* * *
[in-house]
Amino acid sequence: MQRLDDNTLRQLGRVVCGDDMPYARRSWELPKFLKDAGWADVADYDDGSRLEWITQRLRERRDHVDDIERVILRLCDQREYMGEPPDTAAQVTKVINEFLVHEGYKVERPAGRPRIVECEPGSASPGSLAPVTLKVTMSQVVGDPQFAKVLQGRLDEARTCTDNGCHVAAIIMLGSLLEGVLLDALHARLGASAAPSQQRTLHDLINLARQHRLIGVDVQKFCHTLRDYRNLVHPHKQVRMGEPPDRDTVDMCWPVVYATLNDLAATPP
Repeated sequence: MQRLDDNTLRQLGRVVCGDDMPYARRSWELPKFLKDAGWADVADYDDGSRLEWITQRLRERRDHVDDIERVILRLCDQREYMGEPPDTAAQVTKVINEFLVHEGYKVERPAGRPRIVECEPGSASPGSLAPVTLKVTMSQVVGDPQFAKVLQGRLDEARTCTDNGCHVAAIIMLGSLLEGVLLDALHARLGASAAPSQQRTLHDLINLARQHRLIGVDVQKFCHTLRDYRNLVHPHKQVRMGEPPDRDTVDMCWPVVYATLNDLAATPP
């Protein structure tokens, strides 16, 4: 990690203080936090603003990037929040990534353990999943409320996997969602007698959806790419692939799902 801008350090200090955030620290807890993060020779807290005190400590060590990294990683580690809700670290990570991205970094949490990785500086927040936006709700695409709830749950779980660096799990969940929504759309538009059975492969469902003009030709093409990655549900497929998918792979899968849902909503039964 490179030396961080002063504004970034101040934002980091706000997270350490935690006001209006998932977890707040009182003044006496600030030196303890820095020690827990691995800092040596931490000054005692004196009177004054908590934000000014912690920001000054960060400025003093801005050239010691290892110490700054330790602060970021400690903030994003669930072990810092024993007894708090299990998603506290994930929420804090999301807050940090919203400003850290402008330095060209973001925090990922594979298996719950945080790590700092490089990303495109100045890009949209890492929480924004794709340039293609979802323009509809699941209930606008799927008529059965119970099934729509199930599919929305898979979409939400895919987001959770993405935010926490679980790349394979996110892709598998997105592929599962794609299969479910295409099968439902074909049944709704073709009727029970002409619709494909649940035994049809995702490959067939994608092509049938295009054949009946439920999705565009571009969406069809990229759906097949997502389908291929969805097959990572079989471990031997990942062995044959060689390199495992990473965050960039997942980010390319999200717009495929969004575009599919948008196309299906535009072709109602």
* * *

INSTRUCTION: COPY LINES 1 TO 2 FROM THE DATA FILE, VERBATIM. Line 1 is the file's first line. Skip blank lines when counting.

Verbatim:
[in-house]
Amino acid sequence: MQRLDDNTLRQLGRVVCGDDMPYARRSWELPKFLKDAGWADVADYDDGSRLEWITQRLRERRDHVDDIERVILRLCDQREYMGEPPDTAAQVTKVINEFLVHEGYKVERPAGRPRIVECEPGSASPGSLAPVTLKVTMSQVVGDPQFAKVLQGRLDEARTCTDNGCHVAAIIMLGSLLEGVLLDALHARLGASAAPSQQRTLHDLINLARQHRLIGVDVQKFCHTLRDYRNLVHPHKQVRMGEPPDRDTVDMCWPVVYATLNDLAATPP